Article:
Nasa Flying car

The Nasa Flying Car

About cooperates with NASA in the flying car program. With the help of NASA, the planed "flying cars" will be driven into the congested urban sky if everything goes according to schedule. "√úberAir will operate far more air travel over major US airports every day than ever before," Uber Chief Product Officer Jeff Holden said in a declaration to USA Today.

The NASA has already worked on developing such technology and helping to make "urban aerial mobility" (UAM) a reality, said NASA staff. Then in 2015, NASA launched its UAS Traffic Management (UTM) program to address smaller, lower-flying UAVs. "Our mission is to provide the UAM Fellowship with the opportunity to work toward the shared objective of operating safely, efficiently and quietly," said Rich Wahls, NASA's strategy engineering consultant for the Advanced Air Vehicles Program for ARMD, in a declaration.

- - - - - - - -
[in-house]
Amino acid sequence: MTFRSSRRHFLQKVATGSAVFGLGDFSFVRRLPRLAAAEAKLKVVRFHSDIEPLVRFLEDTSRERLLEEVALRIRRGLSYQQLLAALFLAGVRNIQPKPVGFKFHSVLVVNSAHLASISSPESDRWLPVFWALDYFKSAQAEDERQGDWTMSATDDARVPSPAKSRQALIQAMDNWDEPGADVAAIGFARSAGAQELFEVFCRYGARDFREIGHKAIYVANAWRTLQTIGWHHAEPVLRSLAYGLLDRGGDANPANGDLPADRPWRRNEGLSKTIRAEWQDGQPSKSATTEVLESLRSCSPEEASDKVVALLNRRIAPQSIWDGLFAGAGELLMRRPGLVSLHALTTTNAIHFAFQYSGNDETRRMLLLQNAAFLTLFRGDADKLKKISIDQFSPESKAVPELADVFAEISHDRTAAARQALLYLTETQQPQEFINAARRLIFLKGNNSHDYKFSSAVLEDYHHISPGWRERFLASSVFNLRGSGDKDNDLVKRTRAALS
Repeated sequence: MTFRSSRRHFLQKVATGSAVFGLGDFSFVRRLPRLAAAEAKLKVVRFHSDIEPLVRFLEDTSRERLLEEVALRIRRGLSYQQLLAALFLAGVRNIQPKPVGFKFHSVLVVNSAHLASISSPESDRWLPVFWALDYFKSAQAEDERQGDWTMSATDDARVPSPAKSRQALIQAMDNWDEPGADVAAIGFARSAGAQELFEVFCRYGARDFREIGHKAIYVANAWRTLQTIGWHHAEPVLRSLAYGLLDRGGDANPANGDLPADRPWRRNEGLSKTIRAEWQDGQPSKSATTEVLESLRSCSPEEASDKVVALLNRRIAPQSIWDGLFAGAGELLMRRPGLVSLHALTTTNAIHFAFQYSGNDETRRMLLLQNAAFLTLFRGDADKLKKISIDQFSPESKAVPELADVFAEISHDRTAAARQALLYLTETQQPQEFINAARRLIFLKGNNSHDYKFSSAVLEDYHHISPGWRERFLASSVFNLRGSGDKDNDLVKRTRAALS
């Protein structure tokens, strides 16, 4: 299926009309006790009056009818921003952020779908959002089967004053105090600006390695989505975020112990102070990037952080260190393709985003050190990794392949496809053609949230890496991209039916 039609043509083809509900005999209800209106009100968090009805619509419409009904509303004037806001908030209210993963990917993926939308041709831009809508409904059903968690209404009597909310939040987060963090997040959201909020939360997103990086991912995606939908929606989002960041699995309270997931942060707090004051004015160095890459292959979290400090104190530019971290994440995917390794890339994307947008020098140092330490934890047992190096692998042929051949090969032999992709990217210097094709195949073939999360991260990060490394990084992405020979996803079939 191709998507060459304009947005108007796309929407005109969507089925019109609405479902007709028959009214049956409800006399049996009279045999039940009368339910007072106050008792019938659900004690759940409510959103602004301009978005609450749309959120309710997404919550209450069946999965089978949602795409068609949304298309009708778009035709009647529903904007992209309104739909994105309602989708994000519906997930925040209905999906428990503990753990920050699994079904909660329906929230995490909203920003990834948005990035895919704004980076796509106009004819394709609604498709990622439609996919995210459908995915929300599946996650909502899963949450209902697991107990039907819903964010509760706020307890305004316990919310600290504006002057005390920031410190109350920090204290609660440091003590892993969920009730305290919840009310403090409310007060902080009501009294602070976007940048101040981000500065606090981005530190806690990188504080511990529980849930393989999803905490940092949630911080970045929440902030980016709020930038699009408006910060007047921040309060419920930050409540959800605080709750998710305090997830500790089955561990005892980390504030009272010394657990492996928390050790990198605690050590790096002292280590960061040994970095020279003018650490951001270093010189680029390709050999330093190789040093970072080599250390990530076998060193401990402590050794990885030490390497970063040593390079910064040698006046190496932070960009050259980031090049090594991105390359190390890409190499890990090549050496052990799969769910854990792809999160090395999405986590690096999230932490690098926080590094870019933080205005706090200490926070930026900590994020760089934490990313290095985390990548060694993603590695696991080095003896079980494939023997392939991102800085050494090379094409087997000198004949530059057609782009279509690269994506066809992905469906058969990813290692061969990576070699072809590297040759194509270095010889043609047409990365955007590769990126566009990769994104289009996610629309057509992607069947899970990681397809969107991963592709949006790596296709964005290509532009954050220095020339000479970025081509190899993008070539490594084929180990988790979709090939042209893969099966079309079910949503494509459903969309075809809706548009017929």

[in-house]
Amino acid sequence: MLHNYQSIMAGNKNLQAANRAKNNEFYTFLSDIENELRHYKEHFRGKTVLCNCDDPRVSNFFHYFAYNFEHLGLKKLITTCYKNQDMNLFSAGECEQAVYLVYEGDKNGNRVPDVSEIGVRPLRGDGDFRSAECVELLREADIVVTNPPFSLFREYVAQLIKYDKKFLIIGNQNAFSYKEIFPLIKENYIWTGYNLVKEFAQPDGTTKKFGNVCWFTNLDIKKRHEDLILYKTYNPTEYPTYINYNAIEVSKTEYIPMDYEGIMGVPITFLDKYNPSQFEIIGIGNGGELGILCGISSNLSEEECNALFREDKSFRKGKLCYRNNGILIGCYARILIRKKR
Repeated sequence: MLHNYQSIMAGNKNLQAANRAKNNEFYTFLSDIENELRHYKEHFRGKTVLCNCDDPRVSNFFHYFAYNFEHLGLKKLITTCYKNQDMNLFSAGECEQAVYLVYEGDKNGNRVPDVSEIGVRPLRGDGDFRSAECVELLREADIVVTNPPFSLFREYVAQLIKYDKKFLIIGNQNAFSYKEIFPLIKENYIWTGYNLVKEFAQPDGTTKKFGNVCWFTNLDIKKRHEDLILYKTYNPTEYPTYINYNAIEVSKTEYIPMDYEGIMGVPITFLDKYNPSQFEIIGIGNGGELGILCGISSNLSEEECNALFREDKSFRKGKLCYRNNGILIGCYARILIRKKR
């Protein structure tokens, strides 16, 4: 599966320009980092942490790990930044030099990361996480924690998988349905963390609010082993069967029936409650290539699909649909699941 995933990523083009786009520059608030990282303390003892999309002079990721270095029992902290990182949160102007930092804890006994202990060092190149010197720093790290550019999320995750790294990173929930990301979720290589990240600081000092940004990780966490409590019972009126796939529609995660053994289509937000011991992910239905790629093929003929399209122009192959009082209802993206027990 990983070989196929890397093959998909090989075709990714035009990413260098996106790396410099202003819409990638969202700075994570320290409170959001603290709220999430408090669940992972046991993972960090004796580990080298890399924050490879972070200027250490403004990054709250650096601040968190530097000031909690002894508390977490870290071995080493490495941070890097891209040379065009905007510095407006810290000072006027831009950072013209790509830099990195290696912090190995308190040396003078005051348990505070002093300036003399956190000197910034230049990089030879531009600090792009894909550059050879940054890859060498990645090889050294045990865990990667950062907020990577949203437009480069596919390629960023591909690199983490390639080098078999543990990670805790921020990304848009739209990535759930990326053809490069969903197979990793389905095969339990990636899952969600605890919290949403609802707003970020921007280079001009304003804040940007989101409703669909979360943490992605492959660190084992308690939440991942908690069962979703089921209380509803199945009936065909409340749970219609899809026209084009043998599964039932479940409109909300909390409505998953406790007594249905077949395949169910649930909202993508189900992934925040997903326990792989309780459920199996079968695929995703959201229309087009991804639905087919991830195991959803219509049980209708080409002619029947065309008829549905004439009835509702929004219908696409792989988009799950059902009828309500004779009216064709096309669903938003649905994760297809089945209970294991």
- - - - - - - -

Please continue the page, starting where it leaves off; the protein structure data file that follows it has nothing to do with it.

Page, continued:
"It is our mission to uniquely lead collaborations that harness the expertise, technology and vision of everyone who comes to the table," Wahls added. About said that it hoped to fly its air taxi - essentially small aircraft with winged thrusters that will take off and landing vertical on the rooftops of building - by 2020.

Ueber Elevate also has other NASA links. Early this year, Uber recruited long-time NASA engineers Mark Moore to help shape the elevator team.

The NASA and Uber are getting serious about flying automobiles.

Airborne automobiles may no longer be so special in sci-fi. According to NASA officials, their research will help pinpoint the security problems that aviation ventures of the present might have. Thus, for example, the development of all-electric or hybrid-electric airplanes could enable relatively smooth operation and low emission levels.

And, according to the May 7 declaration, UAM scientists are also working with the Federal Aviation Administration to create regulations and practices that can handle low altitudes.

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